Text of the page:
But there’s also a downside to this dependence on meaning and career spirituality. Are we able to create meaningful jobs and careers for everyone? Is everyone entitled to a higher sense of purpose and meaning at work? Is it feasible for all employees to have access to self-actualizing and inherently exciting careers? If not, what happens when people experience a reality check, and how can we cope with the disappointment of having to go to work because we need to make ends meet, pay the bills, and go on with our lives? More importantly, how can organizations cater to those employees who are not interested in having a deeper connection with work, but are simply in it in a transactional and economic sense? Will the future meaning of “inclusive” include the ability to build a company culture that embraces not just those who experience a cult-like connection with it, but also those who are emotionally and intellectually detached from it? … [Read more...] about Are you a spiritual workaholic?
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These numbers only do so much to represent the scale of the catastrophe. But a group of graphics editors at the New York Times have managed to give the hard facts a human side with a visualization that maps thousands of rescue requests from stranded people across the region. While the graphic highlights only a fraction of the messages from people in need of assistance since the hurricane struck, it’s a striking image of a community under duress: “Running out of food and water,” “Neck-deep in water,” “Cannot swim,” “Water is over the children’s heads,” “Bed-bound and paralyzed.” Their heartbreaking words jolt you into a role as witness to each individual situation. … [Read more...] about The Single Most Powerful Visualization Of Harvey’s Impact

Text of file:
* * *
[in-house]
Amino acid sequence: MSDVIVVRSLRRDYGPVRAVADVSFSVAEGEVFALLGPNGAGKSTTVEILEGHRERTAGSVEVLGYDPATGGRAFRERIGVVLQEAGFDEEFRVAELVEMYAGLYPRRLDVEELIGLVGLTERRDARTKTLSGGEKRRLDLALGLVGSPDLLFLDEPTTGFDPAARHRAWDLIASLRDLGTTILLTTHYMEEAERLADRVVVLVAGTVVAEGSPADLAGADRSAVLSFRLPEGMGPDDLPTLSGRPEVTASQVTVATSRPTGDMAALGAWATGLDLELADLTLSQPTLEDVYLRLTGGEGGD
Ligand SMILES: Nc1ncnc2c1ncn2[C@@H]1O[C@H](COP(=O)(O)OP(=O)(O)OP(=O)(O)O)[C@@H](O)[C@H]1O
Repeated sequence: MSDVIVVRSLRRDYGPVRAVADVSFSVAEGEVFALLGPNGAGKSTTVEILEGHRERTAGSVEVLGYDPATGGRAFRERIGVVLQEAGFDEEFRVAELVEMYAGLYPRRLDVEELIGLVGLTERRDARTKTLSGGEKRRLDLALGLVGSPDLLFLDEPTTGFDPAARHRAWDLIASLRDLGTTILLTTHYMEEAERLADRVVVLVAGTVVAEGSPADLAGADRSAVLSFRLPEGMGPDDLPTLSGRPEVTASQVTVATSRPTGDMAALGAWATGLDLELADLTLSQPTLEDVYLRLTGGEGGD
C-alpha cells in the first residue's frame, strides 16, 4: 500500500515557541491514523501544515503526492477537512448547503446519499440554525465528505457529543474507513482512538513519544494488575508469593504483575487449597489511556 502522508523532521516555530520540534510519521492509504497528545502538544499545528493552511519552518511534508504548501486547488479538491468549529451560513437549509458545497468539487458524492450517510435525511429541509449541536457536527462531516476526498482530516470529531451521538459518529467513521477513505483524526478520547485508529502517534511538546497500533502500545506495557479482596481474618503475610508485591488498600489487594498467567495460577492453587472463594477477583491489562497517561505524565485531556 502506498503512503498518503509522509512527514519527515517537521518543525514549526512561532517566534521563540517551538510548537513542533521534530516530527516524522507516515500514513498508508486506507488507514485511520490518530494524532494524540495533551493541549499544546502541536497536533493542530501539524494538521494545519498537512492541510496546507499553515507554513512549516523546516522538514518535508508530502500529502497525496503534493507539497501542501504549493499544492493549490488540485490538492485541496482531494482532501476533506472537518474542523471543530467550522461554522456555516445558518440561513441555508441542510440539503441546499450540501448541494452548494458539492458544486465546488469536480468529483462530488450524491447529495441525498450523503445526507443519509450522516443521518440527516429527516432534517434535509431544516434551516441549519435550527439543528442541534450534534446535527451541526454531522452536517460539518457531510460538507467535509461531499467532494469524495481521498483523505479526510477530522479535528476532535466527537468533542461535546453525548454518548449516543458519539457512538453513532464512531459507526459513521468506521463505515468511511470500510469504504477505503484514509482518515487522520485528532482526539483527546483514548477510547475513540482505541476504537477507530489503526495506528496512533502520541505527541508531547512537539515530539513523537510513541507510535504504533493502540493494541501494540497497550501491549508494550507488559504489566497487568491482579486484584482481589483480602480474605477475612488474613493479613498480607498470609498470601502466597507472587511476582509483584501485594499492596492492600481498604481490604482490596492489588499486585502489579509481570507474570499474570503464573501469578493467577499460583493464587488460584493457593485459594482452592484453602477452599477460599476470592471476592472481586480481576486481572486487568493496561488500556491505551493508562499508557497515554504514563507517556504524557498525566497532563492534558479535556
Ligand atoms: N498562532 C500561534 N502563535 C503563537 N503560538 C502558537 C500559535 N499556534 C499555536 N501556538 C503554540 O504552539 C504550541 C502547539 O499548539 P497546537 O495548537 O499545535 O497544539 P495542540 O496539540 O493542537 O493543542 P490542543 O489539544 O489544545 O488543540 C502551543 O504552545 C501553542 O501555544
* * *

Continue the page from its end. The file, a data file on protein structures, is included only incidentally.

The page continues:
Now, the results are in. Google focused on three areas in California: the San Francisco Bay Area, the Los Angeles metro area, and the Central Valley. Heat maps of these three regions show the level of air quality on the streets on a scale from yellow, which represents high pollution, to blue, which represents low pollution. The maps themselves only show the quality of the air, from blue to yellow, on the roadways themselves. But they still reveal just how much air pollution varies from street to street, making it dangerous to make blanket assertions about the quality of air across an entire city. … [Read more...] about How Google Is Using Its Street View Cars To Map More Than Roads
Just because Trump constantly serves us reminders that he can’t spell doesn’t mean we have to use them to point out this deficiency. If we’re going to keep bringing up troubling things we already know about Trump, there’s no shortage of much worse traits that tend to go unfairly under-discussed. Whenever the latest “hamberders” is trending, it could be birtherism, climate change denial, or the many credible sexual assault allegations that should always follow Trump like the stink lines on Pig-Pen from Peanuts. Imagine if every Trump typo inspired hundreds of thousands of people to tweet about how Trump once bragged to Howard Stern about barging into the changing rooms at his Miss Teen USA pageants to catch the contestants undressed. It probably wouldn’t change anything, but it might at least remind people of something that should probably be more consequential than the fact that he accidentally misspelled his wife’s name. … [Read more...] about It is time to stop caring about Trump’s typos
In a recent paper about coastal water temperatures, Baumann and Owen Doherty, of the Scripps Institution of Oceanography, show how climate change is having different impacts depending on where you live. In some areas (e.g. the South American Pacific coasts) the water has been getting colder over the last 30 years. In others (e.g. the North Pacific and North Atlantic) it’s getting warmer. On the East Coast, the temperature is rising at three times the global average–meaning that global numbers aren’t particularly relevant to New Yorkers or New Englanders. … [Read more...] about Not All Climate Change Is Equal: Some Oceans Are Already Warmer